This project will leverage emerging methods in aquatic ecology, hydrology, informatics and environmental economics to develop new knowledge and management methods for sustainable freshwater quality.
Protection of freshwater resources is one of the grand environmental challenges. The Clean Water Actof 1972 and its amendments recognized the need to associate upstream pollutant discharges with receiving water body degradation, and develop efficient methods to mitigate impacts. While point source have been effectively addressed, largely through waste-water treatment upgrades, non-point sources have been both difficult to identify and control as they can emanate from the full landscape. Prioritizing the allocation of resources to treat the most vulnerable systems is an ambitious endeavor requiring new environmental knowledge, monitoring systems, and watershed ecohydrological modeling and informatics. Significant advances must include a collaboration of experts in environmental science, engineering and economics.
The ecological status of both freshwater and coastal water bodies are known to exhibit threshold behaviors in which a desirable state with high (or adequate) water quality can quickly transform into an undesirable state under certain conditions. The vulnerability of this transformation is based on the current ecological and physical status of the water body and the amount and timing of water and pollutant inputs.
Newly developed early warning indicators of these transformations provide the potential to develop more efficient prioritization of resources towards mitigation, but need to be leveraged within a watershed ecosystem and economic informatics and decision-making framework. A hybrid mixture of regulatory and market-based mechanisms to environmental restoration has emerged over the last few decades to allocate resources to both reduce pollutant sources and increase potential sinks (sites that can take up and transform pollutants into less harmful substances) within contributing watersheds. These methods need to provide an efficient system of incentives for societal allocation of resources to effectively sustain good quality water bodies, or improve poor quality water bodies. Current mitigation strategies typically include land use transformation (e.g. conversion of upland agricultural to forest land), riparian buffers, stormwater Best Management Practices, and other treatments, each of which can be used in a hybrid restoration mechanism in the form of regulations, environmental trading, offsets and credit transactions. However, the range of different mitigation mechanisms typically suffer from a lack of adequate information on water body vulnerability, the identification, quantification and treatment efficiency of pollutant sources and sinks, and on the sensitivity of receiving water bodies to the different pollutant loading reduction treatments. This leads to large uncertainty and too few mitigation opportunities which tends to undermine market mechanisms that make use of pollutant trading and offsets.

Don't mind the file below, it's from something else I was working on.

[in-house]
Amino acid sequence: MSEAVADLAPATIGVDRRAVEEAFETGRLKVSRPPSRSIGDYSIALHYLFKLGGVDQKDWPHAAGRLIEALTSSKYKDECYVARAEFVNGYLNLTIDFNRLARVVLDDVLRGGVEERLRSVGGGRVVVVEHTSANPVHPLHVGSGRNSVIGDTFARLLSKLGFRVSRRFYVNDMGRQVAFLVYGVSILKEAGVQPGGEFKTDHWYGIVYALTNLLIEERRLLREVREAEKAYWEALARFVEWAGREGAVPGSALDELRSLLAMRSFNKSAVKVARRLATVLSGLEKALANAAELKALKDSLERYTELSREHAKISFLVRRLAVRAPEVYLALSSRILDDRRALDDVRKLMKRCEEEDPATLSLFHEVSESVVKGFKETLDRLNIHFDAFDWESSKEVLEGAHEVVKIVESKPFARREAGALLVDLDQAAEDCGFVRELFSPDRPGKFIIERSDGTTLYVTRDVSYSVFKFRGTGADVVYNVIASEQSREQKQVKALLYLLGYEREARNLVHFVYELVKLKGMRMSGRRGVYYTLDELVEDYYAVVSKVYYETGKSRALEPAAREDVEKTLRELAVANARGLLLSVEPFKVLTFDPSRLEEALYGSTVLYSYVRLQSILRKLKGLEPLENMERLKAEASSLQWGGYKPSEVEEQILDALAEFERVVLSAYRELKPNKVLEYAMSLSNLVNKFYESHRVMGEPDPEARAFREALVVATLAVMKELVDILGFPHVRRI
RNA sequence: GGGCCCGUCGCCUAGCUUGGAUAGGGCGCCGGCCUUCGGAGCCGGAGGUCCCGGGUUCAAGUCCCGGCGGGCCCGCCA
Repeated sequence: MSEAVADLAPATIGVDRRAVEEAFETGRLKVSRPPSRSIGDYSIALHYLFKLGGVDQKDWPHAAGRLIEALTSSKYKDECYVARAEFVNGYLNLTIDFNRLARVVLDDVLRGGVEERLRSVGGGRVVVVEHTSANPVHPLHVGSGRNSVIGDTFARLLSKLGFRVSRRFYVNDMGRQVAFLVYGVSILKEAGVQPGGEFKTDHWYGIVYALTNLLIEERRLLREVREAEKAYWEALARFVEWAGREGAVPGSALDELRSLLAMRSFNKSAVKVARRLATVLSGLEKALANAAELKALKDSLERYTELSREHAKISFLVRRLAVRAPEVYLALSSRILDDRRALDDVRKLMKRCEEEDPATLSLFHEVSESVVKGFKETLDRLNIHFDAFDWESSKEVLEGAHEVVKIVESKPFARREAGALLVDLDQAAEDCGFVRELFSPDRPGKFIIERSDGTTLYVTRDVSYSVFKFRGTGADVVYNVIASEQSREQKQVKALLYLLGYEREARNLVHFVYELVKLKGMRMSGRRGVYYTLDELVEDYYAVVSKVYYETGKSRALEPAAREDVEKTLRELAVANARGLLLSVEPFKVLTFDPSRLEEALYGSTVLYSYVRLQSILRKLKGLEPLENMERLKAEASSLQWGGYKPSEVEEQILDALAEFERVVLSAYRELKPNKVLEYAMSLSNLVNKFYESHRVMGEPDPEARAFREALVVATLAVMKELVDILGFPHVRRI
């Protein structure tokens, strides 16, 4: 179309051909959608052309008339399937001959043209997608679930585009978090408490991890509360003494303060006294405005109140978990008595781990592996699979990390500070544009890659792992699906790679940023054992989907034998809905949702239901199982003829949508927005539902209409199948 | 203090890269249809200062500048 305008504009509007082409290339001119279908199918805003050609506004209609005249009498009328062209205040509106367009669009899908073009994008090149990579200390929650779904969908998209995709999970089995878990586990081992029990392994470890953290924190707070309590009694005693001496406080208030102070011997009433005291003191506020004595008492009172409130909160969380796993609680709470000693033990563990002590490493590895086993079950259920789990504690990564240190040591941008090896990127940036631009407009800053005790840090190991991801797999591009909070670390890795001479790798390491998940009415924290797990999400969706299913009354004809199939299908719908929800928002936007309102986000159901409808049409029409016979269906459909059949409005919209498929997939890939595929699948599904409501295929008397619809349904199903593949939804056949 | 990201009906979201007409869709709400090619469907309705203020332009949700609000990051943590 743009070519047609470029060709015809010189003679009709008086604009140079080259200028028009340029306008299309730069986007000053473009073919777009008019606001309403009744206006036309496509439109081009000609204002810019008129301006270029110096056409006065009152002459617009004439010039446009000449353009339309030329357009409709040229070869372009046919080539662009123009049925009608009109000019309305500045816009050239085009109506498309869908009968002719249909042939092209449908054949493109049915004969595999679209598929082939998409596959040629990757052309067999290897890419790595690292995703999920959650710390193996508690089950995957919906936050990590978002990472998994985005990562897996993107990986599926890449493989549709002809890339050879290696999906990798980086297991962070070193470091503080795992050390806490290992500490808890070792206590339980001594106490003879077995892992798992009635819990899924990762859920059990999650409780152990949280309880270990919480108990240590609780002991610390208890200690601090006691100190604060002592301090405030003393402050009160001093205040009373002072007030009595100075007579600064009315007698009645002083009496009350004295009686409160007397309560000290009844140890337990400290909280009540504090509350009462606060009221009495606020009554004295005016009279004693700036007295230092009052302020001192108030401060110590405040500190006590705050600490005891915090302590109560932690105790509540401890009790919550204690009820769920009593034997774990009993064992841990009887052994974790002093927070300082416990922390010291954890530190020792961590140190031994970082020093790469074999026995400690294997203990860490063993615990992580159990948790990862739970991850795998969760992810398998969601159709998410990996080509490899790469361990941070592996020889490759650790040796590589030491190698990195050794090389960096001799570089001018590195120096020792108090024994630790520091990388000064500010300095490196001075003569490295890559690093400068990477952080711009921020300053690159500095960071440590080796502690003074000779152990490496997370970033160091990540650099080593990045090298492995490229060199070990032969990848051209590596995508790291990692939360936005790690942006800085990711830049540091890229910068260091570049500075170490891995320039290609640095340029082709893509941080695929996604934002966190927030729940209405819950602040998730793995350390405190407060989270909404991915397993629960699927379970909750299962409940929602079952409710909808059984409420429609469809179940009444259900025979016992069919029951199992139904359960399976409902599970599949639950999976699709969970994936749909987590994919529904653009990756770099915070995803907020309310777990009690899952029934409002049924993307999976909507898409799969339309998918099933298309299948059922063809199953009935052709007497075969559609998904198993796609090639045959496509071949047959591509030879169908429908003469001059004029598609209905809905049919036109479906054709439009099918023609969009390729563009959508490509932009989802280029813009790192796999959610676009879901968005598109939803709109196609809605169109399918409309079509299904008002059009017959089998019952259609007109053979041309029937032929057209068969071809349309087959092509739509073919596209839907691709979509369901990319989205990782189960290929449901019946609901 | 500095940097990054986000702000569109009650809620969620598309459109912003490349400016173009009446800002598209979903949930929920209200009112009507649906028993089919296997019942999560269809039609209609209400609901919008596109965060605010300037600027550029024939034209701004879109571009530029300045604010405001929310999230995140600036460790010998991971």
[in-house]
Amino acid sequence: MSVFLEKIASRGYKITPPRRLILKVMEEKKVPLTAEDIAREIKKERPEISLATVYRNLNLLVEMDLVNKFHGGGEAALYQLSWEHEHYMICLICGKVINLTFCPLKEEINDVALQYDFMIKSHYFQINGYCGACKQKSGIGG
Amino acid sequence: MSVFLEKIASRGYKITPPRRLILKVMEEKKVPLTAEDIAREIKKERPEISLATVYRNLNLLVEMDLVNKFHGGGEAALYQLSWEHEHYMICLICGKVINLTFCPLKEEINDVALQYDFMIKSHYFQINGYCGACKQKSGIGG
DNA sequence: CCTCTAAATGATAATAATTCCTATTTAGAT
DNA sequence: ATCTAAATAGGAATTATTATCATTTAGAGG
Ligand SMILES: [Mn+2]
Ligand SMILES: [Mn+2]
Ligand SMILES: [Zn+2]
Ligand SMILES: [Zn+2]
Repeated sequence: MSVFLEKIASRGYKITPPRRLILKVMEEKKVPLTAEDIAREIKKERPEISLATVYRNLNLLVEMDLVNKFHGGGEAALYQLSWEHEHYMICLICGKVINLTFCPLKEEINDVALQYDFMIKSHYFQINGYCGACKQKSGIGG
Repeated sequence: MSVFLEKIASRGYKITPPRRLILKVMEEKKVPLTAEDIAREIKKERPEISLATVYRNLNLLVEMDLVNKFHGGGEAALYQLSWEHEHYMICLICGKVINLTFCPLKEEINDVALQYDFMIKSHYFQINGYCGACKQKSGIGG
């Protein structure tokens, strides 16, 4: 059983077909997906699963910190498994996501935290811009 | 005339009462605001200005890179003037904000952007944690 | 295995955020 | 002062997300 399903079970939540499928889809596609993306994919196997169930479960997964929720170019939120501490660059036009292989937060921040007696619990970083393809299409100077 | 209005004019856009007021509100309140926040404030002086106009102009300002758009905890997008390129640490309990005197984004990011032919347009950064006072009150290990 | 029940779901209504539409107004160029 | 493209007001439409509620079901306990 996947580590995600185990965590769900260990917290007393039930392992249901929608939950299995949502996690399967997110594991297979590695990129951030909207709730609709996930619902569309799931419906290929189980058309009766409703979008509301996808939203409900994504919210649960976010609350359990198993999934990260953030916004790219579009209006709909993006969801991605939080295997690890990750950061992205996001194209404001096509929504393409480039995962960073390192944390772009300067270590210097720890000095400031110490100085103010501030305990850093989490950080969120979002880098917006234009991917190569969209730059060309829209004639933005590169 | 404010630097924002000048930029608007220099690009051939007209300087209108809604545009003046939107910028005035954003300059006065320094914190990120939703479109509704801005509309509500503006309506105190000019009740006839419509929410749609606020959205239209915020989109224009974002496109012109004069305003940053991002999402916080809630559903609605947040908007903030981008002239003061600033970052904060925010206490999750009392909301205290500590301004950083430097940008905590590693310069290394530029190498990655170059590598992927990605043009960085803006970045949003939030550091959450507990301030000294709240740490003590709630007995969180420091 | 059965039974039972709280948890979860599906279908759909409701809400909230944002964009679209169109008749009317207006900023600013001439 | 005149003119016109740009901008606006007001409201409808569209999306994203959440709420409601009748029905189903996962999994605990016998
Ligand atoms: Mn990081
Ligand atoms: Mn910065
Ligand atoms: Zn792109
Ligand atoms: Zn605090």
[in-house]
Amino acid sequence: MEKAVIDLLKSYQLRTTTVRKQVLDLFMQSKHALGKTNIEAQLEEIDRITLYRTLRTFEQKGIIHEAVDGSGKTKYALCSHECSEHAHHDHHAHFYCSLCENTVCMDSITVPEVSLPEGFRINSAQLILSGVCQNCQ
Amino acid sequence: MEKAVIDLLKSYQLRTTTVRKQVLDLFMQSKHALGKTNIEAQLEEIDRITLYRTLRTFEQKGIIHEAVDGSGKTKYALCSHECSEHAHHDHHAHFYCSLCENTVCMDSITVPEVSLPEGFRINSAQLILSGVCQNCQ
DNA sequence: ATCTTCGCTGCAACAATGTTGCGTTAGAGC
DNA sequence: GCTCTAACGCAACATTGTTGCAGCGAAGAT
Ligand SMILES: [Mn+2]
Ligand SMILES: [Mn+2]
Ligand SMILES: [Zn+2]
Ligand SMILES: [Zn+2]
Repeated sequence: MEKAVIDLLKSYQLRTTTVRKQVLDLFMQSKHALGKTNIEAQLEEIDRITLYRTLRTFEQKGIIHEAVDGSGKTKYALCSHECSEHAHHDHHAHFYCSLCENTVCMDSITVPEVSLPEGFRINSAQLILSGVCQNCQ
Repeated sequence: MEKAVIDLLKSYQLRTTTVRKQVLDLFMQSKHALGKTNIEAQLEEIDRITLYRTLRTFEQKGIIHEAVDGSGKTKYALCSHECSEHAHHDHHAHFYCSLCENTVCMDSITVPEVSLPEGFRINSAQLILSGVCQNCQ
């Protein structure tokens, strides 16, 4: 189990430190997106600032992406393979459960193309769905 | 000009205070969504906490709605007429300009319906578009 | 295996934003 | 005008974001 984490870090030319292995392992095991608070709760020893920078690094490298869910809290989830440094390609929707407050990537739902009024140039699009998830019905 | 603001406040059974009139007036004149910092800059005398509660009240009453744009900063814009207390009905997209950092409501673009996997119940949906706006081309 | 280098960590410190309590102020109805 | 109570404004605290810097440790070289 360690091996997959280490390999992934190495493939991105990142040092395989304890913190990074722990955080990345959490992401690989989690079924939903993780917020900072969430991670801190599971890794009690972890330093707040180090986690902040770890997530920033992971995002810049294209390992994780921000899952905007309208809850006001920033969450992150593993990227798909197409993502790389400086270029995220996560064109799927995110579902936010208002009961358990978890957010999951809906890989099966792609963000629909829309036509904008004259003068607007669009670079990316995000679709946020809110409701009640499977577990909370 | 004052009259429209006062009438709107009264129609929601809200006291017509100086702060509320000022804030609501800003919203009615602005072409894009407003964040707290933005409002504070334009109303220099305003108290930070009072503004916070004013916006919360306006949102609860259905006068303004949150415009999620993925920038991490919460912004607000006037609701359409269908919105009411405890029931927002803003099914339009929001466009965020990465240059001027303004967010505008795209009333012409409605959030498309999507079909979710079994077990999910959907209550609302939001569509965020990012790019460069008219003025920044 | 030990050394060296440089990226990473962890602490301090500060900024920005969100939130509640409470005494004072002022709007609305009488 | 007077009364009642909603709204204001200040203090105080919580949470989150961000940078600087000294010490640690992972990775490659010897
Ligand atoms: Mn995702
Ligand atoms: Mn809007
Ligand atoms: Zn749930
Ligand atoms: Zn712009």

To approach this problem requires skills and background of a multi-disciplinary team of watershed hydrologists, environmental engineers, aquatic ecologists, and economists. In this research project, we join three faculty members crossing the Schools of Arts & Science, Engineering and Applied Science, and Business, each with different interests and tools, recognizing the need for synthesis across fields to make significant scientific and policy progress towards solving the major environmental challenge of providing sustainable and resilient freshwater resources.
There are three strongly linked areas of research representing the core of our proposal:
- Development of a system to evaluate the current state and vulnerability of a receiving water body to threshold water quality degradation, and the sensitivity of the water body state to increases or decreases of nutrient loading,
- Quantification and valuation of current watershed pollutant sources and sinks over the full upstream watershed, and the potential to improve the source-to-sink system for pollutant reduction by a set of environmental treatments and restorations,
- Evaluate how market mechanisms to develop trading participants can be improved by providing information on water body vulnerability, potential for improvement, and the valuation of watershed treatments to restore freshwater ecosystem services.
Interdisciplinary papers in high quality journals
1-2 proposals to NSF, NASA, USDA-NIFA
Prototype system for developing market mechanisms to optimize freshwater protection in the mid-Atlantic
This project will involve students across A&S, SEAS, and the Darden School. We will provide advanced training to graduate and post-doctoral students, and develop classroom modules for undergraduate and graduate courses. Through this project and subsequent funding we will develop an interdisciplinary research team of students to further develop and test methods, and then to operationalize a functioning system for freshwater management and restoration.